If you’re in a rush, try cutting the joint into smaller chunks rather than cooking on high to speed up the cooking process. You can also start the slow cooker on the high setting to get it to a simmering point sooner and then turn it to low, which often peaks a little lower in temp.

If you cut the pieces smaller, it’s easier for them to dry out, so adjust cooking times as necessary.

Can You Cook Pulled Pork Too Long In Slow Cooker?

Tough cuts of pork that have a lot of connective tissue and fats are usually difficult to overcook in the slow cooker. The proteins and fats break down slowly as the meat simmers, and the meat becomes juicy and soft.

However, if you cook a pork shoulder for more than 10-12 hours on low, you risk the meat drying out as the juices are released from the pork. In this case, you’ll end up with tough, dry, and stringy pork.

The time it takes for pork to overcook will depend on the size of your cut and which setting you put it on. Low settings will give you more time, while meat will toughen sooner when cooked on the high setting.

In general, pork shoulder cuts are forgiving of a little extra cooking time, so don’t get too hung up on exact times.

How Long Can You Leave Pulled Pork In The Slow Cooker?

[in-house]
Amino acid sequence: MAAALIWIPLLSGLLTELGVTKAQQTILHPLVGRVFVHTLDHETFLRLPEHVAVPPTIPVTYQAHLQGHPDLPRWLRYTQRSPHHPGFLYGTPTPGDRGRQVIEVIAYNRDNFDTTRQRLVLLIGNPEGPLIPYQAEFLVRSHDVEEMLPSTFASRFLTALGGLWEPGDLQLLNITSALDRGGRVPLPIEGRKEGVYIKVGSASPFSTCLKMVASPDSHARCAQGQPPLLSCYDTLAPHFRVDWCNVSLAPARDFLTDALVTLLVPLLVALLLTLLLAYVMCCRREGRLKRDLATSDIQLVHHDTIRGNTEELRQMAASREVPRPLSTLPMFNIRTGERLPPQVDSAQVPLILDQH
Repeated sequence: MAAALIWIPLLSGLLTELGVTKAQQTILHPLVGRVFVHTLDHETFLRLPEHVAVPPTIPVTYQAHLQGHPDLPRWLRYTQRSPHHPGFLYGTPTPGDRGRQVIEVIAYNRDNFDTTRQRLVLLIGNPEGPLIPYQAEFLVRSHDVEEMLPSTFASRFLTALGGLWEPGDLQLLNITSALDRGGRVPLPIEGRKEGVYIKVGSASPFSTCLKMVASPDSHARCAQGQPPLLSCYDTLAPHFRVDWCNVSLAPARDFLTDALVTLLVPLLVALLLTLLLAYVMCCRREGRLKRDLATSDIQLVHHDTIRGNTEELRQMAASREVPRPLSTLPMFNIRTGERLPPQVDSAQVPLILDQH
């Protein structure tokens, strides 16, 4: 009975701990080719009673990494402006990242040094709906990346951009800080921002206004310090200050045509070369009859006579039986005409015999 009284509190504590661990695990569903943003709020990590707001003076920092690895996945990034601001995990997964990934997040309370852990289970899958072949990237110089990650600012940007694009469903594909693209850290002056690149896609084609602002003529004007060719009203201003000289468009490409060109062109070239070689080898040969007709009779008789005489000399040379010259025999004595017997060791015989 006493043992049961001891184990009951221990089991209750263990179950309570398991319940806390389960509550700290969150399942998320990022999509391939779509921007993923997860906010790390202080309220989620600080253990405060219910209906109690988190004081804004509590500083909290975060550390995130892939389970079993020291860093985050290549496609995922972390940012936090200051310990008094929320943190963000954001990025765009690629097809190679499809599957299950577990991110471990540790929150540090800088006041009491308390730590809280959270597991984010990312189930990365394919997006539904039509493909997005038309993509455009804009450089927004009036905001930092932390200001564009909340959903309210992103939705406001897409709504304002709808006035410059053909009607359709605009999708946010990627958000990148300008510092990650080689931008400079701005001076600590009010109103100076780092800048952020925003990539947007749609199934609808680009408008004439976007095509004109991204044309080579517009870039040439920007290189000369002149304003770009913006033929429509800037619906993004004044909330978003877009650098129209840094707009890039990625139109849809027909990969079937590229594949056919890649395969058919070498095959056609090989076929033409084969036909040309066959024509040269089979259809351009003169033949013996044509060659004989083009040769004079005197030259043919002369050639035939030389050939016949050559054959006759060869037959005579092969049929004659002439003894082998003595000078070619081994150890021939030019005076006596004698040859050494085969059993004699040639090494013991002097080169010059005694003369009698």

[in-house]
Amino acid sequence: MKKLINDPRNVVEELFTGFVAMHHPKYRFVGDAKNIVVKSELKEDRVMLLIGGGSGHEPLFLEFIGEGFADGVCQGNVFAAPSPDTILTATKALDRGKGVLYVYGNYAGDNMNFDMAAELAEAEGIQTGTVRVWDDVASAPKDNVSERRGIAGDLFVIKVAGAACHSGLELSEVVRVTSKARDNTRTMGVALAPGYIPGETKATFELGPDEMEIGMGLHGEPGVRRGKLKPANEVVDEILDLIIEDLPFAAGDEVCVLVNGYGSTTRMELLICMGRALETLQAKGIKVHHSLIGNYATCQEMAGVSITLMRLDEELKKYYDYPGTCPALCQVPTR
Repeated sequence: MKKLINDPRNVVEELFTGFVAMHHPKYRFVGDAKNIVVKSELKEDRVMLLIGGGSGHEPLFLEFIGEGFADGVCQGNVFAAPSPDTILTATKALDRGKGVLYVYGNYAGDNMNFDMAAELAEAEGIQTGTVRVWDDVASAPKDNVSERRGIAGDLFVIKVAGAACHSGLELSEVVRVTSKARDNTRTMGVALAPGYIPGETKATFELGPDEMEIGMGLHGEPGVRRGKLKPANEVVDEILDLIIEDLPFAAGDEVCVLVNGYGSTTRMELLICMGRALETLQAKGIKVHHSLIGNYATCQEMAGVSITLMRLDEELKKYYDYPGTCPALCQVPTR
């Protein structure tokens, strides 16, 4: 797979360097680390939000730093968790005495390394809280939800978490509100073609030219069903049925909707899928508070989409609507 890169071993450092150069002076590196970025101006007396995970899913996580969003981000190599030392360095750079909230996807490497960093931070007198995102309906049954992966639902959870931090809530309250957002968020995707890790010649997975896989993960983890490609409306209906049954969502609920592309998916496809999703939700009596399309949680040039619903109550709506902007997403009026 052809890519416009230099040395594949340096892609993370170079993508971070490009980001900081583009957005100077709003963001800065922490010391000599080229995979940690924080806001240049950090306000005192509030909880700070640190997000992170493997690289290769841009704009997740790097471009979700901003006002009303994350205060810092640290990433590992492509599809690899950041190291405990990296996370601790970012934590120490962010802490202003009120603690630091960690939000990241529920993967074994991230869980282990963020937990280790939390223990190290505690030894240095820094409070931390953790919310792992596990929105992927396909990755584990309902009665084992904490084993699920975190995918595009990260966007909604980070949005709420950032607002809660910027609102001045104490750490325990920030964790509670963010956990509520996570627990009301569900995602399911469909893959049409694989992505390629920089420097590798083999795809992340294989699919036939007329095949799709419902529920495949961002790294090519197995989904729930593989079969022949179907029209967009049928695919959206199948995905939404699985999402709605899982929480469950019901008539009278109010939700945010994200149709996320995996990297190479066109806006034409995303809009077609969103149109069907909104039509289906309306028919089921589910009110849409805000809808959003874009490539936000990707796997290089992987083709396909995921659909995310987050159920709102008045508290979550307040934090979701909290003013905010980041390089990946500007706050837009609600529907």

Although pulled pork is one of those recipes where the tough meat gradually gets more tender with cooking time, there does come the point where the meat will start to dry out again.

If you’re cooking on a low setting, you should be able to leave your pork for up to twelve hours, but maybe even longer. After that, you risk the meat overcooking and releasing all the juices. You will end up with dry pork.

If your pulled pork is finished cooking, leave it on the warm setting if necessary. This will keep the food at a low temperature but is unsuitable for cooking. You should not leave it on warm for longer than several hours, or you run the risk of bacteria.

Not all slow cookers have a warm setting; some only have high or low for cooking.

How To Improve The Texture Of Slow Cooker Pulled Pork

One of the crucial steps for getting the most delicious pulled pork, whether you cooked it on high or low, comes after the cooking is done.

You may have seen instructions to ‘rest’ your meat after it comes out of an oven or slow cooker and thought it unnecessary. Leaving your pork to rest is actually vital for producing the softest meal. 

When you remove your pork from your slow cooker, wrap it in butcher or grease paper, and pop it into a tray. This step allows the protein to relax and reabsorb moisture and takes about thirty minutes.

Wrapping the pork shoulder in grease paper rather than foil is preferable, as this allows the surface to breathe.


An average pork joint for pulled pork will take 4-6 hours in a slow cooker on the high setting and 6-8 hours on the low setting to cook properly, depending on the size of the cut.

Although cooking on a high setting can decrease the time, it is best to cook pulled pork for 6-10 hours on a low setting. This time allows the collagen and connective tissue to break down and will give you juicy meat that is flavorful and shreds easily.

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Cat Hellisen

Cat is a writer with a wealth of experience in food, cooking and fitness. They have written several books and love long walks on the beach with their dog. About Cat.